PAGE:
Dr Hong Do

Nong Lam University - Ho Chi Minh City

Hong Xuan Do is Lecturer in Environment and Natural Resources at Nong Lam University in Ho Chi Minh City, Vietnam. Hong’s research explores how hydro-climatic extremes have changed and what the driving factors of these changes are from the regional (e.g., the Indochina Peninsula) to the global scale. Using a combination of observations, model simulations, and remote sensing data products, Hong has published several high impact papers on three main themes: improving the understanding of changes in hydroclimatic extremes and the underlying mechanisms, improving the accessibility of streamflow observations for hydrological research, and evaluating the performance of hydrological models using large-sample of streamflow observations.

Fatkhurokhman Fauzi

Muhammadiyah University Semarang

Fatkhurokhman Fauzi just graduated from the Master’s program in Statistics of ITS, Surabaya, Indonesia. He has been working as a research assistant of Dr Kuswanto, working on several projects related to weather and climate projections. His thesis was focused on bias correction and statistical downscaling of ESM outputs for climate projections in Indonesia. He is now a young lecturer in the Department of Statistics at Muhammadiyah University Semarang.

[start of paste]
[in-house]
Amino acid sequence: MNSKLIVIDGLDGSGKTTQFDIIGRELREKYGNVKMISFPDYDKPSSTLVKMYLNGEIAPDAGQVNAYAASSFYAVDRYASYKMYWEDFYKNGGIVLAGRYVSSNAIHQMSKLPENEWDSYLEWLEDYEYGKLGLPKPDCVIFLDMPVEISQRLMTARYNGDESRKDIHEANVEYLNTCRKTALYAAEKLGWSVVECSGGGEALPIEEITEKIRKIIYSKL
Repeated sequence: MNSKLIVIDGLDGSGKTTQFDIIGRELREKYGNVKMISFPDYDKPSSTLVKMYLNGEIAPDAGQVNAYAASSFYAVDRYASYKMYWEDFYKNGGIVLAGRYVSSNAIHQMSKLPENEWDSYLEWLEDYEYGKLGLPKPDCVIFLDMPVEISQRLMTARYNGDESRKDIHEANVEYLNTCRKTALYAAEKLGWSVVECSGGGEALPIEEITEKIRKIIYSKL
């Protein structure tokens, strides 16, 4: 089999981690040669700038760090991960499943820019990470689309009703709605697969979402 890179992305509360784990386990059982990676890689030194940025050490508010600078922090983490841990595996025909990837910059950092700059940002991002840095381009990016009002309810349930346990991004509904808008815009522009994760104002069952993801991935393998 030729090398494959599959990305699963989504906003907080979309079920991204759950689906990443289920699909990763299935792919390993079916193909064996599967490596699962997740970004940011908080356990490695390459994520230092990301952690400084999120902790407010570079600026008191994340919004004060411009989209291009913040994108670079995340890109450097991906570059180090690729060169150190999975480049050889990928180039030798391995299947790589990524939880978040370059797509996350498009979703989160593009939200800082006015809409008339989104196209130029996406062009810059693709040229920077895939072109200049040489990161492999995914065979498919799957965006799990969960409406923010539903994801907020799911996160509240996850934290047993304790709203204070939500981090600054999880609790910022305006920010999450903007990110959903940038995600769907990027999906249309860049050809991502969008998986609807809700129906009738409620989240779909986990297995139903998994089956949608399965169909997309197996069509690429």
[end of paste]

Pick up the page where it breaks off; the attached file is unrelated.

Brina Miftahurrohmah

Universitas Internasional Semen Indonesia

Brina Miftahurrohmah graduated in Statistics majoring on computational statistics from the Institut Teknologi Sepuluh Nopember. She has been working at the Department of Information Systems at Universitas Internasional Semen Indonesia (UISI) as a lecturer and researcher since February 2018. Her current research is focused on computational statistics and machine learning. She has been involved in several projects related to climate and weather issues, and she is an expert in computational modelling. She also has very good analytical skill.

Doni Setio Pambudi

Universitas Internasional Semen Indonesia

Doni Setio Pambudi is a Lecturer and Researcher at the Informatics Department of Universitas Internasional Semen Indonesia (UISI). He is also the Head of the Information and Communication section at the same university. He holds a bachelor and a master’s degree from the Informatics Department at ITS. His current research is focused on computer vision, robotics, and artificial intelligence. He has a lot of experience in building from models and analysis for computer software or information system.

Dr Ardhasena Sopaheluwakan

Indonesian Agency for Meteorology, Climatology and Geophysics

Dr Ardhasea works at the Indonesian Agency for Meteorological, Climatological and Geophysics (BMKG) in Jakarta. He is an applied mathematician, modeling and simulations specialist. His current main interest is in climate analysis and modeling. He is also responsible for climate analysis and the provision of seasonal forecasts at BMKG, including quality control of long-term historical data, trends and indices analyses.